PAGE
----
(Seychelles News Agency) – “You have a lot of stories to tell and when you die it will go with you, and a lot of people have not understood your philosophy of reconciliation (…) you have a duty to write about it, so you should put in perspective your philosophy of reconciliation,” Seychelles founding president James Mancham told SNA, in an interview to talk about his new book quoting what he was told by his son.
Mancham who has written several books already said it was one of his sons Richard who encouraged him to write this new publication.
‘Seychelles – The saga of a small nation navigation through the cross-currents of a big World’ is the title of this latest publication by Mancham, which SNA has learnt will be launched on September 12, 2014.
According to Mahé Publications Ltd, the publisher of ” Voice of the Indian Ocean and Arabia Sea), which shall be distributing the book, the first copies are expected in the Seychelles during the first week of September.
Mancham’s latest book is being published by a company based in St Paul, Minneapolis, USA, Paragon House that has already published two of his book: ‘War on America, as seen from the Indian Ocean’ in 2002 and “Seychelles Global Citizen: The Autobiography of the Founding President’ in 2009.
In this new publication that will hit the shelves next month, one can read stories of Mancham’s childhood, education, political life and life in exile.
According to a ‘Foreword’ released by Gordon L. Anderson, President Paragon House Publishers and Editor in Chief of ‘International Journal on World Peace’ as pre-publication review, the review of publisher Anderson, the book is divided into 7 parts, each covering topics of his life and insights into political, cultural and economic wisdom.
The first part is the story of Seychelles from the colonial times to independence. It covers the lives of the three Presidents; James Mancham, France Albert Rene and James Michel.
Part two is an overview of Michel’s government and the goals of his government. Reading this part, according to the publisher, one can “become an international expert on the current politics of the current Seychelles government.”
The next part provides an overview of the relationship of the Seychelles to other nations important to it. Here, one can learn about the plight of small nations amidst the struggle for world power among large nations – from the Cold War to our multipolar world, with the rise of China and India.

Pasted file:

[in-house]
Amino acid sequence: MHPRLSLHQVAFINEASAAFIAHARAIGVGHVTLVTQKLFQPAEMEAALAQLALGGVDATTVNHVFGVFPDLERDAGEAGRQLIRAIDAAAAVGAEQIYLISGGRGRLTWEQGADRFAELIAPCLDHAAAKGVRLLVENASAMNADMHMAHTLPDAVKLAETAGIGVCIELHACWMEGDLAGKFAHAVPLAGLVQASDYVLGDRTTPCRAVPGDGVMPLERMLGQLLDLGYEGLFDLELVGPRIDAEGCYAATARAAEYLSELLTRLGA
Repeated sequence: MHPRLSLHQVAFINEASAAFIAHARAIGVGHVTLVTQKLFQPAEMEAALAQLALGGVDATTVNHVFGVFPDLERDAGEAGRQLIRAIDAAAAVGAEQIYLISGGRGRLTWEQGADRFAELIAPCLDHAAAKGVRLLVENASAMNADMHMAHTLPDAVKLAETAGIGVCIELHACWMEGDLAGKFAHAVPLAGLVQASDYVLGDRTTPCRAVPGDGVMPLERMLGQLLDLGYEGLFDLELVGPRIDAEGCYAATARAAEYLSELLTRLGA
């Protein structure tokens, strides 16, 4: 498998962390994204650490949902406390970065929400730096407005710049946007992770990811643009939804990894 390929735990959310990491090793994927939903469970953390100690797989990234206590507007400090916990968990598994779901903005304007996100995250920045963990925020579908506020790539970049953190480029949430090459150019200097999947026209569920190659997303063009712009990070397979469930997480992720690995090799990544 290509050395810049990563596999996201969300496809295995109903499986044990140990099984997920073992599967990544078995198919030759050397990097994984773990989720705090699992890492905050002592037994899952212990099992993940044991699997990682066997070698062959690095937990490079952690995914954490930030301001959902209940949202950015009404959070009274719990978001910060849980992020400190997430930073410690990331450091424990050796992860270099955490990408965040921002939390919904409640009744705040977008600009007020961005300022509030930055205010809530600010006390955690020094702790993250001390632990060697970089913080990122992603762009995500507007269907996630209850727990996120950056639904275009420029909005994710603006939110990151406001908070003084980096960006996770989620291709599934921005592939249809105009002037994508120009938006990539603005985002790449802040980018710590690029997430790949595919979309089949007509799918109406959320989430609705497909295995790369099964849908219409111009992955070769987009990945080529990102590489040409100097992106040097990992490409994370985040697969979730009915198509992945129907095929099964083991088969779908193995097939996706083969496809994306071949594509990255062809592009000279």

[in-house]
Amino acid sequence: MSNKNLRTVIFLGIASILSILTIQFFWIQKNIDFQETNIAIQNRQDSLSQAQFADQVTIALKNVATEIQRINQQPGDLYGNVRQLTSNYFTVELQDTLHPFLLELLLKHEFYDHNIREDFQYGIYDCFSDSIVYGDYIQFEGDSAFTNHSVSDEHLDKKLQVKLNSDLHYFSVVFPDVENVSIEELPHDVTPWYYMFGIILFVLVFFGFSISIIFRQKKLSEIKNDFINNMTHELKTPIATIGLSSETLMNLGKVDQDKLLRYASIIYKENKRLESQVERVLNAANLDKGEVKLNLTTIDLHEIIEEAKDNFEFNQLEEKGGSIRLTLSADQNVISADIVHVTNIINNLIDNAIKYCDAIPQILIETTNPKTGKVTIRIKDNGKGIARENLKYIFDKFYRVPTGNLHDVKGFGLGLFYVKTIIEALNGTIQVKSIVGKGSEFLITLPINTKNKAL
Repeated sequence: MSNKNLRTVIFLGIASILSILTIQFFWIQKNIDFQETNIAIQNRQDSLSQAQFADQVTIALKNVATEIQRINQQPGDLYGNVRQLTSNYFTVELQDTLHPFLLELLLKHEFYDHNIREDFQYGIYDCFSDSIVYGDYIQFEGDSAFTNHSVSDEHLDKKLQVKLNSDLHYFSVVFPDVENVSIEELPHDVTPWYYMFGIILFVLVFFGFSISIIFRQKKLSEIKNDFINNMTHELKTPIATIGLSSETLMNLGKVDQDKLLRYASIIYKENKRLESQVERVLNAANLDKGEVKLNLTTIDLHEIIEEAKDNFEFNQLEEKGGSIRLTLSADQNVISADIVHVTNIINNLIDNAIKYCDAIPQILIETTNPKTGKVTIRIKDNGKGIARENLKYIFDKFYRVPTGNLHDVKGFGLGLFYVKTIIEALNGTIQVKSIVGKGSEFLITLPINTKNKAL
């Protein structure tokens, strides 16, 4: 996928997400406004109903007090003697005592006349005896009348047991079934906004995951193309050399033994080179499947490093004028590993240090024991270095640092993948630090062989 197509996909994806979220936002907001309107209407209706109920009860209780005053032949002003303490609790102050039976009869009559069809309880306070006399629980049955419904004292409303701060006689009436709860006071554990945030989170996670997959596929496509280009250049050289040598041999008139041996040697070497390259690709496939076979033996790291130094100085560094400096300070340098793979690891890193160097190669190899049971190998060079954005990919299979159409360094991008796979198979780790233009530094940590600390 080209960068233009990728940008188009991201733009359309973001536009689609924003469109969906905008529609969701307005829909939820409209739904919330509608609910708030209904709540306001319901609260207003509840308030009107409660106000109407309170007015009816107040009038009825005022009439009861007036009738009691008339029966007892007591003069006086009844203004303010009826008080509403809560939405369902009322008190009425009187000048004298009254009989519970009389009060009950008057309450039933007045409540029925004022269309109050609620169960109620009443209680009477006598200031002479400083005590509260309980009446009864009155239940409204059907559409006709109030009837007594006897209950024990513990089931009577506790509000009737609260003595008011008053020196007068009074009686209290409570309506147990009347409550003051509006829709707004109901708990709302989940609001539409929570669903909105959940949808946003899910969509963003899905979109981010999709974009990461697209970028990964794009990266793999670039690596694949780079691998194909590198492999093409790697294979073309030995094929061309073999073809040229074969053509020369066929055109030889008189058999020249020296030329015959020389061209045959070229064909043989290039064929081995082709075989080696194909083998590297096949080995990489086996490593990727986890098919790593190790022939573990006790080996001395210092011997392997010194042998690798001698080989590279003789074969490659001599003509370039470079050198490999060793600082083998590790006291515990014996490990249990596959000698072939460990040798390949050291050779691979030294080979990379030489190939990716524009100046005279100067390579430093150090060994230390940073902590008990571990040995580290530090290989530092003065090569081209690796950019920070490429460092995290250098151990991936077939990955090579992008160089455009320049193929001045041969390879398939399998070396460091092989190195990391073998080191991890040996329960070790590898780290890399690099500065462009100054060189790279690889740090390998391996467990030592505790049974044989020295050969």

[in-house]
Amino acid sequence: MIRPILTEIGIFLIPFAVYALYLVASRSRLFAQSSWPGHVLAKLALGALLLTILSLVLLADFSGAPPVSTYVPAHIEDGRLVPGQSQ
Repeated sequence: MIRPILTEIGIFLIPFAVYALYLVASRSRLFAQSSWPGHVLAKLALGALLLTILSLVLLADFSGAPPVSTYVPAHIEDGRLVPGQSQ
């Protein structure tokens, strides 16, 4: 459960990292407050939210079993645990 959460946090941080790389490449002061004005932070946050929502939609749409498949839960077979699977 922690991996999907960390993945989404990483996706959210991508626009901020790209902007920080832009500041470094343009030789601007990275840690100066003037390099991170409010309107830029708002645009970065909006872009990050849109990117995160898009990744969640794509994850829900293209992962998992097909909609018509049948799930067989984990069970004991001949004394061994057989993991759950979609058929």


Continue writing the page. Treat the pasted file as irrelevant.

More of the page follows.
Part Four contains a description of the most important outlying islands of Seychelles, including who owns them. Reading this part, one can become acquainted with some of the most pristine and exclusive travel destinations in the world. This is followed by an account of international organizations that Mancham has been actively involved in, often in a leadership capacity.
Master of telling anecdotes, Mancham’ many stories convey an understanding of leading figures, he has known personally; ranging from Charles de Gaulle of France and Pierre Trudeau of Canada, Nelson Mandela and Queen Elizabeth 11 of UK to CIA handlers and the notorious Ugandan tyrant, Idi Amin. They convey glimpses of life with the rich and famous, conferences in developing countries and glimpses into human nature.
There are also concluding thoughts on the future, taking into account the limitations of current forms of governance and human nature. It contains an epilogue that emphasizes national reconciliation that downplays the role of political parties and emphasizes the importance of all in a nation moving forward.
The book of over 400 pages also contains a photo gallery that documents much of the stories told.
After reading this book, one cannot but help conclude that Mancham has lived a rich life and learned a great deal of wisdom, that is useful of all nations, large or small, as the navigate through a complex and uncertain future,” states Anderson as he concludes his review.
“In a world dominated by politicians and bureaucrats seeking primarily to profit personally from a position in government and ethnic groups, religious groups and political parties trying to twist the power of states for their own use, Mancham stands out as one of the few statesmen that can be said to put the interests of all people above the interests of specific individual and group interests.”
Mancham has told SNA that his latest publication though being launched slightly later than originally scheduled coincides with his 75th birthday which he celebrated on August 11.
“We had a deadline to submit all the manuscripts for the book in May so that it can be reviewed in time to be launched to coincide with my birthday, so my staff and I had to work overtime to do all the research,” said Mancham who told SNA that this is certainly not his last publication.
“I still have a lot of stories to tell.”
Born in Seychelles on August 11, 1939 Mancham studied at the Seychelles College before he was sent to London to study law by his father.
After becoming a barrister, he made a steady rise in Seychelles politics, under British rule- as a legislator, party leader, Chief Minister, Prime Minister and then as first elected President of Seychelles on June 29, 1976.
After only 11 months in office, at the height of the Cold War, Mancham was ousted by his former classmate and Prime Minister France Albert Rene, in a coup on June 05, 1977 and remained in London where he lived in exile.
Following the collapse of the USSR, international pressure was exerted on all single party states, including Seychelles and Rene invited Mancham to return after 15 years in exile in London.
Mancham returned to the Indian Ocean archipelago in April 1992 and was involved in the process that lead to the country’s return to multi-party democracy in June 1993.
In 2005 he stepped down as leader of the Democratic Party which he founded in 1962, and has since become a leading advocate for peace and reconciliation at international conferences.